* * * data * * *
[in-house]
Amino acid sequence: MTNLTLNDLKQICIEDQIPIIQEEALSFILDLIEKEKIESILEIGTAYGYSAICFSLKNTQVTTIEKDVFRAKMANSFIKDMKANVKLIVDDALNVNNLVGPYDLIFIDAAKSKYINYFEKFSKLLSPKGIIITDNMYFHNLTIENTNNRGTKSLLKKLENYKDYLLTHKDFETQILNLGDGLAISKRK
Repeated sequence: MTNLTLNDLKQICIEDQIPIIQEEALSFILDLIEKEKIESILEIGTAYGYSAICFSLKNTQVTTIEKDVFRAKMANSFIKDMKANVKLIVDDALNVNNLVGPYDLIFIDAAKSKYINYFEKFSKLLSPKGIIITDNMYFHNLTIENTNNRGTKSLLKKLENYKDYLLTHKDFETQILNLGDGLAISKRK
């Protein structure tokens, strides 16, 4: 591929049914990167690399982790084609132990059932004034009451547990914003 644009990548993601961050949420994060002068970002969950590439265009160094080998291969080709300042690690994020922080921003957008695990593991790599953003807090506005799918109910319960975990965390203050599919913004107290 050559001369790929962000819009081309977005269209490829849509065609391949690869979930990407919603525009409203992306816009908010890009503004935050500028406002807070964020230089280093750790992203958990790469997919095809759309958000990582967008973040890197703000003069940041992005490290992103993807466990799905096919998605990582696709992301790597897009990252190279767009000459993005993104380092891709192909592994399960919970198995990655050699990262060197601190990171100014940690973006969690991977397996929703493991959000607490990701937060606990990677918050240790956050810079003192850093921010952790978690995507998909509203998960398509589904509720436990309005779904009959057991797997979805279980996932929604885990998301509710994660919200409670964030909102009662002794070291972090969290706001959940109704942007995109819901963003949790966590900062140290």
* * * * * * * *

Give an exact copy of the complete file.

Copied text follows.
[in-house]
Amino acid sequence: MTNLTLNDLKQICIEDQIPIIQEEALSFILDLIEKEKIESILEIGTAYGYSAICFSLKNTQVTTIEKDVFRAKMANSFIKDMKANVKLIVDDALNVNNLVGPYDLIFIDAAKSKYINYFEKFSKLLSPKGIIITDNMYFHNLTIENTNNRGTKSLLKKLENYKDYLLTHKDFETQILNLGDGLAISKRK
Repeated sequence: MTNLTLNDLKQICIEDQIPIIQEEALSFILDLIEKEKIESILEIGTAYGYSAICFSLKNTQVTTIEKDVFRAKMANSFIKDMKANVKLIVDDALNVNNLVGPYDLIFIDAAKSKYINYFEKFSKLLSPKGIIITDNMYFHNLTIENTNNRGTKSLLKKLENYKDYLLTHKDFETQILNLGDGLAISKRK
């Protein structure tokens, strides 16, 4: 591929049914990167690399982790084609132990059932004034009451547990914003 644009990548993601961050949420994060002068970002969950590439265009160094080998291969080709300042690690994020922080921003957008695990593991790599953003807090506005799918109910319960975990965390203050599919913004107290 050559001369790929962000819009081309977005269209490829849509065609391949690869979930990407919603525009409203992306816009908010890009503004935050500028406002807070964020230089280093750790992203958990790469997919095809759309958000990582967008973040890197703000003069940041992005490290992103993807466990799905096919998605990582696709992301790597897009990252190279767009000459993005993104380092891709192909592994399960919970198995990655050699990262060197601190990171100014940690973006969690991977397996929703493991959000607490990701937060606990990677918050240790956050810079003192850093921010952790978690995507998909509203998960398509589904509720436990309005779904009959057991797997979805279980996932929604885990998301509710994660919200409670964030909102009662002794070291972090969290706001959940109704942007995109819901963003949790966590900062140290």